firm, the Oldenburg-inspired binoculars function as the building's entrance
and as a library for Main Street's occupants.[Gehry explains his close association with Oldenburg and Coosje
van Bruggen in his monograph, "The Architecture of Frank
Gehry," Walker Art Center, Rizzoli, 1986; pp. 152-53.]
- Perhaps it might be compared with Jasper
Johns' Flag (1954-55; Encaustic, oil and collage on fabric mounted on plywood,
42 1/4 x 60 5/8 in.).
If Johns can make "great
art" by painting the American flag, then it stands to reason that Gehry,
or so the parallel assertion would be framed, can make "great architecture"
by building binoculars, whale, or water lily. All are unlikely subjects
of advanced form making, thus disturbing the viewer's assumptions as to what constitutes "art."
In both circumstances, Johns' painting and
Gehry's architecture, the subject matter is made subservient to technical brilliance, if not also parody. It's a way of suggesting that technique is the subject matter. Technique applied to materials
is content. Through the magic wand of the brush, palette knife,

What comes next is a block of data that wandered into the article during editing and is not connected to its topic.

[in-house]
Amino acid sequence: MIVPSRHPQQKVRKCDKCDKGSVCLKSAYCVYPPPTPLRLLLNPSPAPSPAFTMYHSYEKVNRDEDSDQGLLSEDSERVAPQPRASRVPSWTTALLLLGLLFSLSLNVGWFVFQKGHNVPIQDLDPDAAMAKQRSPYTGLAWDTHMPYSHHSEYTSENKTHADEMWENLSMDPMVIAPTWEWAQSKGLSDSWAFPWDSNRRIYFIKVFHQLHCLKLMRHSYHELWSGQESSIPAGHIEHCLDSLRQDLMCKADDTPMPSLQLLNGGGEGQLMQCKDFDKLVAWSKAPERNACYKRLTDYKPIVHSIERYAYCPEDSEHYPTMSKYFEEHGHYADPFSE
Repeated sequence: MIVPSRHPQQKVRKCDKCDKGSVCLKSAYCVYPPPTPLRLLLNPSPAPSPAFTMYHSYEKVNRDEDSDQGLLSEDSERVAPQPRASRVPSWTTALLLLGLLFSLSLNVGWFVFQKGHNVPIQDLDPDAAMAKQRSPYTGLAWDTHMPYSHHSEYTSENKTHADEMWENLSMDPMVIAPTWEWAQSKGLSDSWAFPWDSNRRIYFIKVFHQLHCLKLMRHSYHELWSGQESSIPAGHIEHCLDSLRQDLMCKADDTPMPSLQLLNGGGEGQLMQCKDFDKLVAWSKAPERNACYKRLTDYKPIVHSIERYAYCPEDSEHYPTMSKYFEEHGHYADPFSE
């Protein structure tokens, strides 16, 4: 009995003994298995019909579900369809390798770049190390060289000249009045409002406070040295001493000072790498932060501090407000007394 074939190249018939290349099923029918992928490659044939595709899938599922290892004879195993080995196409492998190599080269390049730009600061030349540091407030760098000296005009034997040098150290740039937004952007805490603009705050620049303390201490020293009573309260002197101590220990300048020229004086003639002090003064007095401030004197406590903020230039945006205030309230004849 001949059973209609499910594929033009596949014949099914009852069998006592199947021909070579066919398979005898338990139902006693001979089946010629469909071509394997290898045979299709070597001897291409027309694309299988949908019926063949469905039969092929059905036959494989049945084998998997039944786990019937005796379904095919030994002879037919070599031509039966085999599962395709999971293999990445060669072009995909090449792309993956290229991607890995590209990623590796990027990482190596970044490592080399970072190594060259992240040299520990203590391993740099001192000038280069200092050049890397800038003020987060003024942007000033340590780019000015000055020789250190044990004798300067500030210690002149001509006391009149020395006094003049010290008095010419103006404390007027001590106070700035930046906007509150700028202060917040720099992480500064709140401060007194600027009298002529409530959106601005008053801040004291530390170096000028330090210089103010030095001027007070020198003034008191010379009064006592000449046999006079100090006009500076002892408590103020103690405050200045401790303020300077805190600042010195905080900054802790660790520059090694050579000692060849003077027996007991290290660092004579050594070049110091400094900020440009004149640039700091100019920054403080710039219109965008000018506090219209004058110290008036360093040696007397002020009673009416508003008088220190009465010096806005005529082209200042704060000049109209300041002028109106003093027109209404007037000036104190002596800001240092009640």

and glue, applied to paint, fabric, and plywood, by Johns. Through the hyperaerospace-engineering
and manufacturing wizardry applied to sheet metal and glass, by Gehry. And,
whereas Johns relies on the device that we might call the camouflage
of representation, Gehry relies on the opposite: the camouflage
That is to say, Johns requires that we see
through the veil of distracting representational content
(a flag) to the masterful technique and expressive angst with which his
paint is infused---which requires examining the painting up close. Up close his
painting is abstract. Gehry, by contrast, impels us to experience the pure
emotion that comes from seeing his masterful technique in the handling of
the aesthetics of materials and light. We are forced to see through this
mesmerizing veil of distracting abstract content to the banality of the representational content
(whale/fish at Guggenheim Bilbao, flower at Guggenheim NYC)---which requires
stepping back and examining the construction from a distance. From a distance,
Gehry's work is representational. (The binoculars project is different;
it's representational up close and from afar.)